NEW YORK NURSE: December 2010
by Mark Genovese
This is what NYSNA members in Onondaga, Erie, and Westchester counties want to know. Their local governments claim the sluggish economy has left their budgets no longer able to absorb the escalating costs of providing health care. Concerned about the overall impact on the public’s health, RNs have been fighting efforts to make severe cuts in personnel and programs, contract services to private corporations, or sell off these services entirely.
Cayuga and Cortland counties have already made decisions to sell their public home care agencies. As this edition went to press, similar proposals were being considered in Delaware and Madison counties.
Registered nurses at Van Duyn Home and Hospital in Syracuse fear that Onondaga County is turning its back on its most vulnerable residents. County officials are seeking bids to turn over operation of Van Duyn to a private corporation. Nurses believe this would be an expensive mistake.
“The nurses are concerned because private industry’s goal of earning a profit for shareholders directly conflicts with the long history and mission of Van Duyn, which for decades has been to provide care to those most in need,” said NYSNA Nursing Representative Roger Bull.
“If the county allows Van Duyn to be turned over to a bidder from outside the area, the tax dollars residents pay to support locally based care through Medicare and Medicaid will be lost to some corporate CEO in another city,” Bull said. This is why NYSNA is waging a media campaign insisting that – if privatization is a foregone conclusion – the contractor be local, that the facility continue to operate in the public’s interest, and that it continue to provide care regardless of a person’s ability to pay.
Onondaga County is also seeking private bids for nursing services at the county jail. Nurses believe this issue affects the entire community because correctional health facilities encounter a range of challenges in controlling the spread of contagious diseases. Given the national track record of private prison healthcare, it is expected that if the facility is privatized, the RNs will see their staffing reduced and patient load increased.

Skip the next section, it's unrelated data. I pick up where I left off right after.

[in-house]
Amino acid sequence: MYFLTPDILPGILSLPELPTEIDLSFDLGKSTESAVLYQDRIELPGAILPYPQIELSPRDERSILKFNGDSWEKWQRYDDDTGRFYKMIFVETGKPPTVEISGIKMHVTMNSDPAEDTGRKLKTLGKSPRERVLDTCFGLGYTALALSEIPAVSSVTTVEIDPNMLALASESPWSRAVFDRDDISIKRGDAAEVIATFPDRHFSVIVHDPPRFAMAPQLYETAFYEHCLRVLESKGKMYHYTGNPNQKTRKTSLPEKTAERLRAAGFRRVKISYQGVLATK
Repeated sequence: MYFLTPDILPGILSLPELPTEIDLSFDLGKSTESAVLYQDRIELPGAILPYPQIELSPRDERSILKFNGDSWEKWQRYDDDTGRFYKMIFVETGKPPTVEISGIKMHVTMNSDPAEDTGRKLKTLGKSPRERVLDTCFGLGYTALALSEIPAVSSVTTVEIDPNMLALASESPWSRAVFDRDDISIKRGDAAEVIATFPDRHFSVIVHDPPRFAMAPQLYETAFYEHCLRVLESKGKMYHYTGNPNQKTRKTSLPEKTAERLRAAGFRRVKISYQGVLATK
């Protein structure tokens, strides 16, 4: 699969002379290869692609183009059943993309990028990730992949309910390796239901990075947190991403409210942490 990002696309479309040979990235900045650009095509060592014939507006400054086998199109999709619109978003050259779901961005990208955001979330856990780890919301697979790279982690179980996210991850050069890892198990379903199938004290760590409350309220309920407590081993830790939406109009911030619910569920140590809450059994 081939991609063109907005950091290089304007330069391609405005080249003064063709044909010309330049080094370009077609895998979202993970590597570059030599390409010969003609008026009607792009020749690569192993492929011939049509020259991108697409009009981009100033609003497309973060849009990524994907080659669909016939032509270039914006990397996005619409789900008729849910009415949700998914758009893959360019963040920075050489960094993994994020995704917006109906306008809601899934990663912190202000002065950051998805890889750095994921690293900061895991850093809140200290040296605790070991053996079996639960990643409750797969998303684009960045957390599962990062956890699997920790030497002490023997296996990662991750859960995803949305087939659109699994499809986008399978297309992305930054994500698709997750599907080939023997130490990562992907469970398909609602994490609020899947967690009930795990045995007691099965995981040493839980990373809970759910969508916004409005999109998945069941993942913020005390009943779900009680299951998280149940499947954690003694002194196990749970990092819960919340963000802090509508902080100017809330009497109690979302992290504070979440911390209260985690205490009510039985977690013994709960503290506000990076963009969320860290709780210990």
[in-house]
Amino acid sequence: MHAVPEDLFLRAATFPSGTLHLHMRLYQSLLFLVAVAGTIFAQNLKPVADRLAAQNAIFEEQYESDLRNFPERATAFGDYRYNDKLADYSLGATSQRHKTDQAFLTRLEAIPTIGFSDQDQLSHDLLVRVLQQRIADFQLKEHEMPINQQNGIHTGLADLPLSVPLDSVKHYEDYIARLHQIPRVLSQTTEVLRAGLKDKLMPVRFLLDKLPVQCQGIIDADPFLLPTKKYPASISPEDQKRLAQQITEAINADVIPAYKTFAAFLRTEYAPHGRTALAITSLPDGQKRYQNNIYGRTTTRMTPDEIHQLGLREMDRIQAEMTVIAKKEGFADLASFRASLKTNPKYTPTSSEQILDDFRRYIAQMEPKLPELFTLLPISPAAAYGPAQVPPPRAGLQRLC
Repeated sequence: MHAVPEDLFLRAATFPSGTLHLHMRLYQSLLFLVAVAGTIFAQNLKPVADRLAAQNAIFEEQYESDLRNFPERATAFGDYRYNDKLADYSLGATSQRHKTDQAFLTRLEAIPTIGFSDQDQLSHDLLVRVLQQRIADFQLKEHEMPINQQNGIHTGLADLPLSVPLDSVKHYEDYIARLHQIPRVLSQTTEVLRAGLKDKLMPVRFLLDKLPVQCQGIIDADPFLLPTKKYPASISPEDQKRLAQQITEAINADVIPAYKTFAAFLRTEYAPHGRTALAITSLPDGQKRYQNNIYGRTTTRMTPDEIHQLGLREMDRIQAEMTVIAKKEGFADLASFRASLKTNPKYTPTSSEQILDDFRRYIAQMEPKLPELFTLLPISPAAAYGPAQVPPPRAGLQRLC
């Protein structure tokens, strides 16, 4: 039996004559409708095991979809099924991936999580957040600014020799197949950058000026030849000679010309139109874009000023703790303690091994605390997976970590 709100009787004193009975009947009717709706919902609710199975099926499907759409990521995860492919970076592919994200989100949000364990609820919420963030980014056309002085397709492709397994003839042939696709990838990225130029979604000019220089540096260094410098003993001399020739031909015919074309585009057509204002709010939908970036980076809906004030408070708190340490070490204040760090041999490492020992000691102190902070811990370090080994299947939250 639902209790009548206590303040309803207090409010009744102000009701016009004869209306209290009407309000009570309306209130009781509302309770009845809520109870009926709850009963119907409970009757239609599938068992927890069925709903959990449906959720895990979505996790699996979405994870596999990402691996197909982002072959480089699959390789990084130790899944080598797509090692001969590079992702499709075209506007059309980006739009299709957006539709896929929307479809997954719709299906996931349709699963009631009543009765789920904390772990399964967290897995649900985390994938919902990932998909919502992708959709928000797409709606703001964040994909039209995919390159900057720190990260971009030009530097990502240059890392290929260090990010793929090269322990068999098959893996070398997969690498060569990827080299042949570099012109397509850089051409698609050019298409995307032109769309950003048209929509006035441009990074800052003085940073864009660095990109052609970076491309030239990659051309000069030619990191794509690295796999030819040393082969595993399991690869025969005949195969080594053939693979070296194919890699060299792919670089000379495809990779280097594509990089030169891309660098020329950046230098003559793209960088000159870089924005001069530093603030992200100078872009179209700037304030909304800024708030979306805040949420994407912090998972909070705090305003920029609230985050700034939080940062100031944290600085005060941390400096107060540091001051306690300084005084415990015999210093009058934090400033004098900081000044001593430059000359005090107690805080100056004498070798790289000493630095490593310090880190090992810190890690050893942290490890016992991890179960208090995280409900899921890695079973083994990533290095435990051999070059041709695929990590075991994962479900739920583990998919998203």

Meanwhile, the Westchester County Healthcare Corporation has already stopped providing nursing services to the County Department of Correction facilities. “Nurses in the Correctional Health Facility endured months of anxiety as it became clear the future would be uncertain,” said NYSNA Nursing Representative Karen May. The contract was granted to Correct Care Solutions of Nashville, TN, which has been named in 140 federal lawsuits since 2004.
RNs employed by Erie County say the 2011 budget proposed by County Executive Chris Collins continues to make severe cuts in health services. RNs from the bargaining unit said the healthcare system can’t tolerate any more cuts.
The upcoming budget would eliminate the personnel necessary to run vital programs that immunize the public against contagious disease, coordinate bioterrorism response, test for lead poisoning and tuberculosis, and provide care to those who would otherwise be without healthcare access. Some of the programs are state mandated and require an RN to be on duty.
Cuts are also proposed in health response personnel in county offices that have high public traffic. These RNs handle more than 200 emergencies each year involving diabetes, cardiac problems, asthma, and injuries. Other cuts would interrupt the continuity of care at the youth detention center and further erode health services provided at the County Holding Center, which after three recent deaths, is being monitored by the U.S. Department of Justice.
“This year, Erie County will receive a refund of nearly $12 million in Medicaid funds,” said NYSNA Labor Representative Gaen Hooley. “The nurses want to know: Will the county act in a responsible manner and dedicate this money back into health care or will they continue to waste taxpayer dollars?”